The Kirtland’s Warbler is one of the rarest of the temperate New World warblers. It is listed as a federally endangered species and Near Threatened by BirdLife International. Nearly its entire population (current estimates of more than 3600 individuals) breeds in north-central Michigan in young Jack Pine forests. These forests were once naturally fire-maintained ecosystems, but they are now heavily managed through controlled burns and harvesting.
Brown-headed Cowbirds, though native to the Great Plains, spread into Michigan in the 1880s following the felling of eastern forests, which acted as a natural break to the expansion of this species eastward. Cowbird parasitism rates on Kirtland’s Warbler were once as high as 70%, but with control measures that began in the 1970s, this rate dropped to a low of 3%, and warbler productivity tripled. The population of Kirtland’s Warbler has continued to grow since the 1990s, so much so that the federal government is beginning to think about de-listing it. Pairs are now breeding in the Upper Peninsula of Michigan, in Ontario, and most recently in central Wisconsin. Despite still being very rare in migration, birds are being found with more frequency, including at least two seen in northwest Ohio in May 2010. I was fortunate to see a female on migration in late September 2006 on Folly Island (Charleston County), South Carolina.
Surprisingly though, my experiences with Kirtland’s have not occurred where most people are likely to see them. I mentioned the bird in migration (my lifer), but I have now had the pleasure of seeing Kirtland’s Warbler on its wintering grounds in the Bahamas. In late April 2008, I made my first visit to the island of Eleuthera in the Bahamas to scout the area for a Field Guides tour there. Eleuthera is one of just two islands in the archipelago where visitors can see Great Lizard-Cuckoo, though I must admit I had Kirtland’s on my mind as well. I searched extensively throughout the island but didn’t find a one. I suppose the late date of my trip may have had something to do with this. Kirtland’s generally arrive on their breeding grounds in mid-May, which would mean that many of them have probably left or are beginning to leave the islands by late April.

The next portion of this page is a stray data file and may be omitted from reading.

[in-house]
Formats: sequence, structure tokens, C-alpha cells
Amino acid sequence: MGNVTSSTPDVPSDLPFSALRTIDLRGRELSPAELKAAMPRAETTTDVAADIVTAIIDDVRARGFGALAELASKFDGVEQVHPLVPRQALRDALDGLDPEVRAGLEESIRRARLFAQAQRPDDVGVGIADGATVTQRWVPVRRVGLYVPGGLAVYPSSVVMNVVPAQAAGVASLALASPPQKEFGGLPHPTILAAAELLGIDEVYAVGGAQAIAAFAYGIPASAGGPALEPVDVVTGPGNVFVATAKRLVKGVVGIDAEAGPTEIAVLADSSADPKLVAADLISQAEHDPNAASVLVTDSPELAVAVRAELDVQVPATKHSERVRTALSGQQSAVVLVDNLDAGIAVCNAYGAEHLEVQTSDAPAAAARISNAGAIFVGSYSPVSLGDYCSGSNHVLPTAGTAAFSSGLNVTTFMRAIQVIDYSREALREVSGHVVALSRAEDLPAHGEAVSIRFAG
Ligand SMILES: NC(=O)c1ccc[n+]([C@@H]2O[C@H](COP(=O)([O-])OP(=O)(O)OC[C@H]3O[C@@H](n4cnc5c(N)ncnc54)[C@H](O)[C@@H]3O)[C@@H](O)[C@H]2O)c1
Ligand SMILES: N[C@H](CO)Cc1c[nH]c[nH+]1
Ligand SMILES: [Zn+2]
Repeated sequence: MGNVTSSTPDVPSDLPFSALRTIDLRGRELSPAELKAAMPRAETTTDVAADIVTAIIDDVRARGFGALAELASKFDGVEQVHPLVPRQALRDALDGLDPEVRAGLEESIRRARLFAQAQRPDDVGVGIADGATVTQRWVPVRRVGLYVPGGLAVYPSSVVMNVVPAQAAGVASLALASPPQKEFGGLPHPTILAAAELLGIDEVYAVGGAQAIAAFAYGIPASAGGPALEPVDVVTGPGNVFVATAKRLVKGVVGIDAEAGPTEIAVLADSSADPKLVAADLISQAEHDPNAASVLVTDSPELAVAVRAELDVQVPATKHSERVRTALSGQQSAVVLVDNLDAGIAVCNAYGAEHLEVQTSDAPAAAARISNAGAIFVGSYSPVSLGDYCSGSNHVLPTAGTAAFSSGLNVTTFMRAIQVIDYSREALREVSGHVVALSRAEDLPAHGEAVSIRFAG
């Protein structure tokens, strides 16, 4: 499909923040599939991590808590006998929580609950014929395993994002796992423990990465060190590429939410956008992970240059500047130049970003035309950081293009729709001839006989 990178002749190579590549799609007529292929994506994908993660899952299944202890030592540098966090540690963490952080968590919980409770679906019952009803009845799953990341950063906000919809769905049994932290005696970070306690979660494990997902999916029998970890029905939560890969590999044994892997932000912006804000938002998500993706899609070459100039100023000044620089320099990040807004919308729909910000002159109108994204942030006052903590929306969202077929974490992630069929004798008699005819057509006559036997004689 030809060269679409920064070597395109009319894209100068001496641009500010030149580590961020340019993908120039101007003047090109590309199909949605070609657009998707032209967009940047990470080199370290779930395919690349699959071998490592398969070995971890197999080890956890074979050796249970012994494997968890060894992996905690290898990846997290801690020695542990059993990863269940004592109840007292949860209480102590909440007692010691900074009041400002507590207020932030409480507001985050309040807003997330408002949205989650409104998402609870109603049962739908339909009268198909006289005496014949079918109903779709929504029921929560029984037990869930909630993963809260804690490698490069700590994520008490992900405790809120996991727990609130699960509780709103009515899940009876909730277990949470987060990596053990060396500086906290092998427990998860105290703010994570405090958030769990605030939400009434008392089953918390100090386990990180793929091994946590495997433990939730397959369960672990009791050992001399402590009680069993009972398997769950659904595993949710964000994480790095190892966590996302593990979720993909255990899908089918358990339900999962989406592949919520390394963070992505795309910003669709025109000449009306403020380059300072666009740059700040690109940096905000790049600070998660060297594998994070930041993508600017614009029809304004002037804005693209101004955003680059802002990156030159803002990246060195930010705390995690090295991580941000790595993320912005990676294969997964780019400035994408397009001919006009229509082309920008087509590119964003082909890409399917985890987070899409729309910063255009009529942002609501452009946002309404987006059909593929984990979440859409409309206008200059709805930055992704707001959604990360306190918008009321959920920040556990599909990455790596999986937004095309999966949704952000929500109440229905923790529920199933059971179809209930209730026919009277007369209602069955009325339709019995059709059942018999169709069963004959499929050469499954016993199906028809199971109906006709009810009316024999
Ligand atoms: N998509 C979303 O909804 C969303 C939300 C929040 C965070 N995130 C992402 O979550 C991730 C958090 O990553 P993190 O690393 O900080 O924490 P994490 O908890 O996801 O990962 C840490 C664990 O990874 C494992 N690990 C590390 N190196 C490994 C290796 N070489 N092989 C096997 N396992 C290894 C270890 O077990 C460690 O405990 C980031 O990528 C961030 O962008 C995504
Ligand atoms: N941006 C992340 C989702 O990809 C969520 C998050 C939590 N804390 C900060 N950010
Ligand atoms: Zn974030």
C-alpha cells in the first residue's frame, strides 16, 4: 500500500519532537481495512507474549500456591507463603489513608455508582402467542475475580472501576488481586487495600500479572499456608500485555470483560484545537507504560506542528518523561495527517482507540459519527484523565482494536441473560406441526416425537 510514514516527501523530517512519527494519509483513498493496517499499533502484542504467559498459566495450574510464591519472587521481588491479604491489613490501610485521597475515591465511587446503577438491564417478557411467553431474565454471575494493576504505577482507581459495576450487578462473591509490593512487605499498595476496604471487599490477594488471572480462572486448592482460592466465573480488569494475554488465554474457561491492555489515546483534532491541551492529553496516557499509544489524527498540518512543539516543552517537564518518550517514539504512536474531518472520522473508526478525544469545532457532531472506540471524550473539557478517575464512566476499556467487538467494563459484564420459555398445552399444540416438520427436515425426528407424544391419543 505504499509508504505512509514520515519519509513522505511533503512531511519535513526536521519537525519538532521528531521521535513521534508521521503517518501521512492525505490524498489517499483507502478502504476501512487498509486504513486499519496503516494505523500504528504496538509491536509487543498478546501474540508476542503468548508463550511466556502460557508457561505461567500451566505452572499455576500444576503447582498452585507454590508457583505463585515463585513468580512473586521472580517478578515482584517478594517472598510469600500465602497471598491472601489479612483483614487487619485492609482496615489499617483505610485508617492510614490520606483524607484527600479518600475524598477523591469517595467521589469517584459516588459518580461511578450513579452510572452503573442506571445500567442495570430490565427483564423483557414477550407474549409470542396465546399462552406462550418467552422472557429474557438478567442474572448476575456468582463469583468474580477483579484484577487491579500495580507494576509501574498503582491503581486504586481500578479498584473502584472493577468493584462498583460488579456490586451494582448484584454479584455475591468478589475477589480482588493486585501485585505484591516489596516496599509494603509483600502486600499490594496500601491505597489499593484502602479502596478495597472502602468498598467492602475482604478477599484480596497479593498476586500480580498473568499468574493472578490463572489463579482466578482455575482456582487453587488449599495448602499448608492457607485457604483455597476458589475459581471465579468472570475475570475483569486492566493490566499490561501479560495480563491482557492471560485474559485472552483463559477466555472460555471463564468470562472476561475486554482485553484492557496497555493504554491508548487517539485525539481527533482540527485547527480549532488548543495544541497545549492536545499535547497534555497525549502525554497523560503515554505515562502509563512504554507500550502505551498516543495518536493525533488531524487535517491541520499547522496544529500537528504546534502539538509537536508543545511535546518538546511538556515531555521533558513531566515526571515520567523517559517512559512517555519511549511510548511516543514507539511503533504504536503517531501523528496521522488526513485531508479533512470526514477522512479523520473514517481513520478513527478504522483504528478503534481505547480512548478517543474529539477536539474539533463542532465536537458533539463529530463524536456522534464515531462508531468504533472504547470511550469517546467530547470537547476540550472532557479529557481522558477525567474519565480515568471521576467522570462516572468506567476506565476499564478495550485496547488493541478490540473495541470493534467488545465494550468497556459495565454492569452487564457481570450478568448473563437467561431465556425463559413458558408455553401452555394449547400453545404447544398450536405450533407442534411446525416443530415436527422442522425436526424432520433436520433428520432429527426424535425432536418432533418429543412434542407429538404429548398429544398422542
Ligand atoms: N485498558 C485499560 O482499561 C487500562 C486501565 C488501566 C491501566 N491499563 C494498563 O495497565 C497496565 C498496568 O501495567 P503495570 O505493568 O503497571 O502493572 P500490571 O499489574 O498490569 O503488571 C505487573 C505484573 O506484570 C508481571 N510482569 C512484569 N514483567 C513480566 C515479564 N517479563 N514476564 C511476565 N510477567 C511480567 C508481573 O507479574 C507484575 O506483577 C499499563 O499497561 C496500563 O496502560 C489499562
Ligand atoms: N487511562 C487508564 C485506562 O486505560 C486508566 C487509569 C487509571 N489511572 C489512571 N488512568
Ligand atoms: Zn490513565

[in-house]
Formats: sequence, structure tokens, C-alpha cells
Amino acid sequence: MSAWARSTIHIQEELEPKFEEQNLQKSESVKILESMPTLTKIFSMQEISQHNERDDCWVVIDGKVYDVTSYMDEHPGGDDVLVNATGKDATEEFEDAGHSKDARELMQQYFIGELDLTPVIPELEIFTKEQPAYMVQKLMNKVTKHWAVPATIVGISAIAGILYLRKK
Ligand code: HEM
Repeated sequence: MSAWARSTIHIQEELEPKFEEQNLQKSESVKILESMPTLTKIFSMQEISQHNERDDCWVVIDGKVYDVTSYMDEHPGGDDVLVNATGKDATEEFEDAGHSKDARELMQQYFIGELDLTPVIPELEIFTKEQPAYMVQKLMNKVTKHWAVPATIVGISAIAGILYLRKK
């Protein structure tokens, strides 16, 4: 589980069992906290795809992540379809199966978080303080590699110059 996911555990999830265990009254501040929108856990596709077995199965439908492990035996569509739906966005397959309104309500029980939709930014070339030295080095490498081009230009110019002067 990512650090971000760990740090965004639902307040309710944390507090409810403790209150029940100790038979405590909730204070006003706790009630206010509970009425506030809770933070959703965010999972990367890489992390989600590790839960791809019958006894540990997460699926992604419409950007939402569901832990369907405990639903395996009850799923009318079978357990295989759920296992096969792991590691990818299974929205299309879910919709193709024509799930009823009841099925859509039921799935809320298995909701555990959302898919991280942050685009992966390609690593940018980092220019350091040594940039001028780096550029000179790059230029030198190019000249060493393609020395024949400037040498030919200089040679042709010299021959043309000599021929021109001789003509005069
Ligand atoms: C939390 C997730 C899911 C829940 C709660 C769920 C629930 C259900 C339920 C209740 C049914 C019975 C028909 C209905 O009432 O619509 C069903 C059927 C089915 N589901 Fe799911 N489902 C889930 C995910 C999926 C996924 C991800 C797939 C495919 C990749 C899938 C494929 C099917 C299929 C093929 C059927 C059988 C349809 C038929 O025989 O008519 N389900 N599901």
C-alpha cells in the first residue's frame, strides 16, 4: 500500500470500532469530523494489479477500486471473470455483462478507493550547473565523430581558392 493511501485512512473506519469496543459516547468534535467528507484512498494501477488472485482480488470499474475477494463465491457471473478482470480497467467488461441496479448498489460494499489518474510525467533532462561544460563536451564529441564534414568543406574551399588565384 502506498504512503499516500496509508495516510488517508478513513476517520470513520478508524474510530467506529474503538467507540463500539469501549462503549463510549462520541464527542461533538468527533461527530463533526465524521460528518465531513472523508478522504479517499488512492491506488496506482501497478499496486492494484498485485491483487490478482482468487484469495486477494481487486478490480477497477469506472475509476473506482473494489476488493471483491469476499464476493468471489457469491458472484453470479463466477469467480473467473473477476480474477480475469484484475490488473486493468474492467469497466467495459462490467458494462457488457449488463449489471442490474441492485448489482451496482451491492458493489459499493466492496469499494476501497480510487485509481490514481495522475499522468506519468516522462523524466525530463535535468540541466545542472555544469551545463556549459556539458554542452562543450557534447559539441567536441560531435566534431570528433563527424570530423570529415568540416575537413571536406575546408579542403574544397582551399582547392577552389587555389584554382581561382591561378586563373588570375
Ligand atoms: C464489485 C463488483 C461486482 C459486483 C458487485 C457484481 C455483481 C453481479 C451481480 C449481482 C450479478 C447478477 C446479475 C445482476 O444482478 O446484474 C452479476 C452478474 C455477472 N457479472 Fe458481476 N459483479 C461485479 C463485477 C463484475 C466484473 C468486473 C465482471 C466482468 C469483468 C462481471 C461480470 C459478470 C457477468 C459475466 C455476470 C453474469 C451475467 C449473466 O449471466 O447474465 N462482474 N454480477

It was the following year in early April 2009 while leading the tour that I got my first look at a wintering Kirtland’s Warbler. We had spent the previous day on Eleuthera tracking down the Great Lizard-Cuckoo, eventually finding several individuals around our hotel grounds on the north end of the island near Gregory Town. These oversized Coccyzus cuckoos spend much of the day in the shadows of tall coppice hunting Anolis lizards. Occasionally they like to come out and sun themselves. They also make amazing cackling or growling sounds. However, on this day I knew I needed to find some good low scrub or coppice if we had any chance of locating a Kirtland’s, our remaining target bird. We set out and after driving several kilometers south of Governor’s Harbour I eased the van over to the right shoulder at a spot where the habitat looked good—a mix of low open scrub with visible bare ground between bushes. No sooner had we gotten out of the van than we began hearing a rich call note, tsip!, coming from the vegetation. All of a sudden, a bird popped up in front of us in the closest small scrub. A little surprised, I remember saying to the group, “Hey guys, that’s a Kirtland’s Warbler!”
We ended up finding a total of five Kirtland’s that day at two different sites. In April 2010 our tour group found another female. That totals six sightings of Kirtland’s in two years. Not bad, I believe, considering the paucity of records on the wintering grounds. All our sightings were of unbanded birds and most appeared to be females or first-year birds. It is surprising to me that we didn’t find any males, but perhaps males prefer a slightly different habitat type or maybe we just missed them. Adult male warblers typically leave the wintering grounds before females, but early April is still probably too early for migration of either sex.
It is exciting when tour leading and science can mix. I know our participants enjoy being a part of something that is not well studied—a feeling that every little photo or written note is helping us to learn a bit more about a species, in this case the Kirtland’s Warbler.